As is the case every year on the Western Slope, summer has come to an end much too soon. While a return to school this week may be routine for kids and parents, many families in Mesa County and thousands more across Colorado have a new cause for celebration this month: full-day kindergarten at no cost to parents.
While many communities in Colorado have increased access to full-day kindergarten in recent years, according to a survey from the state Department of Education, 14,000 children in approximately 20% of Colorado's 178 school districts were without access to this important educational resource at the end of 2018. The primary reason for this was inadequate state funding that left a veritable checkerboard of inequality across Colorado. While some districts offered free full-day kindergarten, dozens more either charged families as much as $500 per month in tuition or they merely declined to offer the service.
The problem was particularly acute here in Mesa County. About half of District 51's 25 elementary schools offered full-day kindergarten using federal funds last year, while the other half offered a combination of full- and half-day programs. About 900 students, or two-thirds of Mesa County kindergartners, attended half-day programs. This fall, however, these circumstances will be different.
Thanks to the bold leadership of Gov. Jared Polis and a bipartisan coalition of legislators in the state Legislature, kids in Mesa County and their peers across the state now have guaranteed access to free full-day kindergarten. To put this point more succinctly, a child's financial or geographical circumstances will no longer limit their access to full-day kindergarten.
Discrepancies in kindergarten funding left many students less prepared to enter first grade than their peers who attended a quality full-day kindergarten program. This is of particular concern for many low-income and minority students, as well as students with learning disabilities, who may require additional support services.
Research on the effects of full-day versus half-day kindergarten from the Review on Education Research have also shown that children who attend full-day kindergarten make significantly stronger academic gains in reading and math over the course of the academic year than their peers in half-day kindergarten.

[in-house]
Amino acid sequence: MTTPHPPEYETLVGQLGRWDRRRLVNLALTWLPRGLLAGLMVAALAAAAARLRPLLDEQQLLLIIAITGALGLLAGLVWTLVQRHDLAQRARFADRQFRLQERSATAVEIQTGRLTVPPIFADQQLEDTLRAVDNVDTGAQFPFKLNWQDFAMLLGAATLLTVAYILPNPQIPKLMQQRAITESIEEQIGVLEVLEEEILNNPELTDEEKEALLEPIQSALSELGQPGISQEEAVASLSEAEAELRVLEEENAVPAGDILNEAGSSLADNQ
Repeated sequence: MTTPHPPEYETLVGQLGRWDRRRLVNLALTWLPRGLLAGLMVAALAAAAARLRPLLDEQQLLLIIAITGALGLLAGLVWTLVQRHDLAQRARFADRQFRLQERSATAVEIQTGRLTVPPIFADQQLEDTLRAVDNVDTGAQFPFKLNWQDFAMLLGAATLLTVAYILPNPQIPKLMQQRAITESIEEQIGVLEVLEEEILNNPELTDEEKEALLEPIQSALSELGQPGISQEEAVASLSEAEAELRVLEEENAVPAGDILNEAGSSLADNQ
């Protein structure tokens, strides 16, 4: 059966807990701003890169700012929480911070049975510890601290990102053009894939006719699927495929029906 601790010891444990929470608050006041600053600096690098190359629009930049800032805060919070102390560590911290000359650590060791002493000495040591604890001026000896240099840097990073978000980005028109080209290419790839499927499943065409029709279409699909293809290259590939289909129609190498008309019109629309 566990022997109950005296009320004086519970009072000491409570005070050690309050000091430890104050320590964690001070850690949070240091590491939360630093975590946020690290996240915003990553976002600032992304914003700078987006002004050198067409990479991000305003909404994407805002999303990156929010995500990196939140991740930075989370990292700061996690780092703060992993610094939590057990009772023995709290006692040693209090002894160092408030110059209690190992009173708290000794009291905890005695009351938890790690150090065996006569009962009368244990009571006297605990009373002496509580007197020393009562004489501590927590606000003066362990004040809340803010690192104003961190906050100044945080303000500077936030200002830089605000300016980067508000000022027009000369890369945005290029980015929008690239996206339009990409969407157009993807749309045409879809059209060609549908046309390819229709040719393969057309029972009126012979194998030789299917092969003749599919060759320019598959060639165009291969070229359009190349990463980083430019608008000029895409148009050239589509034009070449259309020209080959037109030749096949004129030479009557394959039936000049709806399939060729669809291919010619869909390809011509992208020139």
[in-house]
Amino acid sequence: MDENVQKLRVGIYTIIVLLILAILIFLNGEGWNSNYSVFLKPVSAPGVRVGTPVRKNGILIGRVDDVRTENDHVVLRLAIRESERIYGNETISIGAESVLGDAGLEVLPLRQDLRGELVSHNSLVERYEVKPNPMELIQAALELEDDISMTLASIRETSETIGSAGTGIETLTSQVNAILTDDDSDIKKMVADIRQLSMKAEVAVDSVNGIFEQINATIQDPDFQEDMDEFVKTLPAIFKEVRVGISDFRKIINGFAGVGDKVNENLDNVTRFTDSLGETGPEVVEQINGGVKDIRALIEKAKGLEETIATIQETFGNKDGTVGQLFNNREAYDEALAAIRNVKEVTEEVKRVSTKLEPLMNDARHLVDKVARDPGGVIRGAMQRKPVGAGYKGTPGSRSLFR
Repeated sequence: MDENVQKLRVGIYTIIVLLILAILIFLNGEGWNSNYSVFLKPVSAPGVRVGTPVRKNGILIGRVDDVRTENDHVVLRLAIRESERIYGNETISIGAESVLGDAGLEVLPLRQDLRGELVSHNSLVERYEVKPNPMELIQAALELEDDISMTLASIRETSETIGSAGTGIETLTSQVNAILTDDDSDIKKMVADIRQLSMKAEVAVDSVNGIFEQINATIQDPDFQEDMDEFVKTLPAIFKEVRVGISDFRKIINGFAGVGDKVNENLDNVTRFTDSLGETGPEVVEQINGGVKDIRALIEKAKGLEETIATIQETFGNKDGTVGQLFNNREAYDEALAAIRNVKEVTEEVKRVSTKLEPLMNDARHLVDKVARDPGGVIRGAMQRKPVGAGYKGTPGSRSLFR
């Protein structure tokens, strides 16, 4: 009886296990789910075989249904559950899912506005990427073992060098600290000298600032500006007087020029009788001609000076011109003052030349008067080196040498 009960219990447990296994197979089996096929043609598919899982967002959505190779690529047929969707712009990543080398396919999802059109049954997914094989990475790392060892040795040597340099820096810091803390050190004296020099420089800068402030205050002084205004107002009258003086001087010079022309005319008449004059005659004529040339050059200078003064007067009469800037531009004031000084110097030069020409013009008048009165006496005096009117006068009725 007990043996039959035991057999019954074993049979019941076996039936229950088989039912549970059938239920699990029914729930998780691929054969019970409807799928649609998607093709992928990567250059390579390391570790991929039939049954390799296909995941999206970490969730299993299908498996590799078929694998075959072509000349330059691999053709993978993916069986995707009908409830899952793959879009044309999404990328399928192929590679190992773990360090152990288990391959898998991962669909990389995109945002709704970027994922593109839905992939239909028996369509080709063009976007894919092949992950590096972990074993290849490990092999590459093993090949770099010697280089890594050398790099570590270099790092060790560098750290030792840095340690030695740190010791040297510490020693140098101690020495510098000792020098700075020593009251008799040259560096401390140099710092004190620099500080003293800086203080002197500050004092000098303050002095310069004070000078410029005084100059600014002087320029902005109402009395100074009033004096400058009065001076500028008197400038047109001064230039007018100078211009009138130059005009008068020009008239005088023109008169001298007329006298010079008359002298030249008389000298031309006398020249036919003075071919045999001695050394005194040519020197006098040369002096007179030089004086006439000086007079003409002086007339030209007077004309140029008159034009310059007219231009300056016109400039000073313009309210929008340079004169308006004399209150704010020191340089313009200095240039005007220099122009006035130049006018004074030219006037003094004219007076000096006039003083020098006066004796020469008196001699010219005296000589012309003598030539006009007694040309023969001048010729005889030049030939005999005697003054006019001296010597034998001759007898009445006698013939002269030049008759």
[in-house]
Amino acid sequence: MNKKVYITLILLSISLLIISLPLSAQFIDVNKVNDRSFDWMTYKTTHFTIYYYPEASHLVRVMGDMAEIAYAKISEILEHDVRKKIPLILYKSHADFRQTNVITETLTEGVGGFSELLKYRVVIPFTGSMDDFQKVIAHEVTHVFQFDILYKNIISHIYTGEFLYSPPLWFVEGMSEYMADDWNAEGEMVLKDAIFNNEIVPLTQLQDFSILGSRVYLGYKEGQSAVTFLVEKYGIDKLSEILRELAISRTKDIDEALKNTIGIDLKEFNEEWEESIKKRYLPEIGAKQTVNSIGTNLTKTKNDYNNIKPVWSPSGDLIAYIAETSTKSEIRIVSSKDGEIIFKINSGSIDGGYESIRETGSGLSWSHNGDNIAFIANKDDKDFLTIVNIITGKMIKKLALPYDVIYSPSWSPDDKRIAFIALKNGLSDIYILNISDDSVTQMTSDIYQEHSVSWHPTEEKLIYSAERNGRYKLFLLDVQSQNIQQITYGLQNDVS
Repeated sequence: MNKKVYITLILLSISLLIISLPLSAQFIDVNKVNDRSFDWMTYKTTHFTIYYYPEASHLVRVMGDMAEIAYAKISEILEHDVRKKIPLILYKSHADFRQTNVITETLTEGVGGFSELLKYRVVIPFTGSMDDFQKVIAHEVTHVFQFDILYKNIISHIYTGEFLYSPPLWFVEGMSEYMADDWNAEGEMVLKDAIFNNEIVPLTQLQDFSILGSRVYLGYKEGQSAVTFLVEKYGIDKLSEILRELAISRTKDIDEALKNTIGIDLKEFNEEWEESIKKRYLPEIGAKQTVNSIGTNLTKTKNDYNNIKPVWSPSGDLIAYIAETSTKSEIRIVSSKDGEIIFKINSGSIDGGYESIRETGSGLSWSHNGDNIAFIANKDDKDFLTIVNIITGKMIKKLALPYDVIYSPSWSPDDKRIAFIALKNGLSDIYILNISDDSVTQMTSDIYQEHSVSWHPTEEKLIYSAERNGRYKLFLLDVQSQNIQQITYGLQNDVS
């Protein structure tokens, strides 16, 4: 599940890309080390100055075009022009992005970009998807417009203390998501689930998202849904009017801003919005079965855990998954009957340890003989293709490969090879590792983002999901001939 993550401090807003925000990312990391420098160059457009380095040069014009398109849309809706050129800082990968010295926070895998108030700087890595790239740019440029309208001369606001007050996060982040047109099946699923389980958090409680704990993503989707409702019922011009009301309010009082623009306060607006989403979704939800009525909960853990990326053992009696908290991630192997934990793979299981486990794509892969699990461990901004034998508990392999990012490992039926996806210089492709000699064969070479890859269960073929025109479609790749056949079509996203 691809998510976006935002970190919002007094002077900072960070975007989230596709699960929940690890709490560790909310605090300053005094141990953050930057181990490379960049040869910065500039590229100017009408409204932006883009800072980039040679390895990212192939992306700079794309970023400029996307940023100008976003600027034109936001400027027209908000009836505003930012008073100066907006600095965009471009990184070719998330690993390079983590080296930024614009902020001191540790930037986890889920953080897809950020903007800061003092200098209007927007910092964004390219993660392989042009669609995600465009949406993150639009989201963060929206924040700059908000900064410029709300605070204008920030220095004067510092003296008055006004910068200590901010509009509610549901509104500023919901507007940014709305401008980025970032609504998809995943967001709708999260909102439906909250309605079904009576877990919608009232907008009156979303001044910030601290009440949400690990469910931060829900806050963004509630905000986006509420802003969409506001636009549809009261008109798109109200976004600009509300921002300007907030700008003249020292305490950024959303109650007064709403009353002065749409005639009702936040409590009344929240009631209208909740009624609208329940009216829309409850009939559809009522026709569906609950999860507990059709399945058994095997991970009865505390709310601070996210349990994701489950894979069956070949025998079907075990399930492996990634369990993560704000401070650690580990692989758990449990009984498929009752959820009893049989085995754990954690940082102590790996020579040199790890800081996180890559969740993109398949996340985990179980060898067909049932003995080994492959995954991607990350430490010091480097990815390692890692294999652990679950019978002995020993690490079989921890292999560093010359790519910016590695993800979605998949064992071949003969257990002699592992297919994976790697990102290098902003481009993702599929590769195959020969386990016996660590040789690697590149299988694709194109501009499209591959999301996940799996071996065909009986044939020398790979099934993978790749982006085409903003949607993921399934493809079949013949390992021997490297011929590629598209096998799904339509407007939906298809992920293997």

This is also a boon for school districts. The districts that were already providing full-day kindergarten can now use those funds to raise teacher pay, reduce class size, offer more extracurricular activities, improve technology, or pay for other needs. Here in Mesa County, the allocation for full-day kindergarten will now free up funds for District 51 to offer 360 new preschool slots to low-income parents and provide more robust math and literacy support to struggling students through third grade.
Finally, this policy will help all Coloradans — not just parents and kids — by helping our economy continue to grow. Parents can return to the workforce sooner, and families will have more room in their budgets to put money back into our economy. And as a long-term investment, kids who attend full-day kindergarten are more likely to graduate from high school, which means greater earning potential and economic gains for our state for years to come, and less interaction with the criminal justice system and less reliance on government services.
Research from Nobel Prize-winning economist James Heckman shows that investments in high-quality programs can yield an annual 13% return through improved societal outcomes, such as reduced crime, higher graduation rates and improved sociability.
The fact that full-day kindergarten will benefit some of the most vulnerable kids in Colorado is why both state-based and national organizations like Save the Children Action Network fully supported its adoption.
As parents, we understand there is no better investment to be made than an investment in our children. We applaud Gov. Polis and the Colorado General Assembly for making a wise investment and setting Colorado's youngest learners on the path to lifelong success.
Lacy Hildebrand is the mother of two children, one of whom is entering kindergarten this year, a resident of Grand Junction, and a passionate grassroots activist on behalf of kids. Mark Shriver is CEO of Save the Children Action Network, which works to increase access to high-quality early childhood education in Colorado and across America.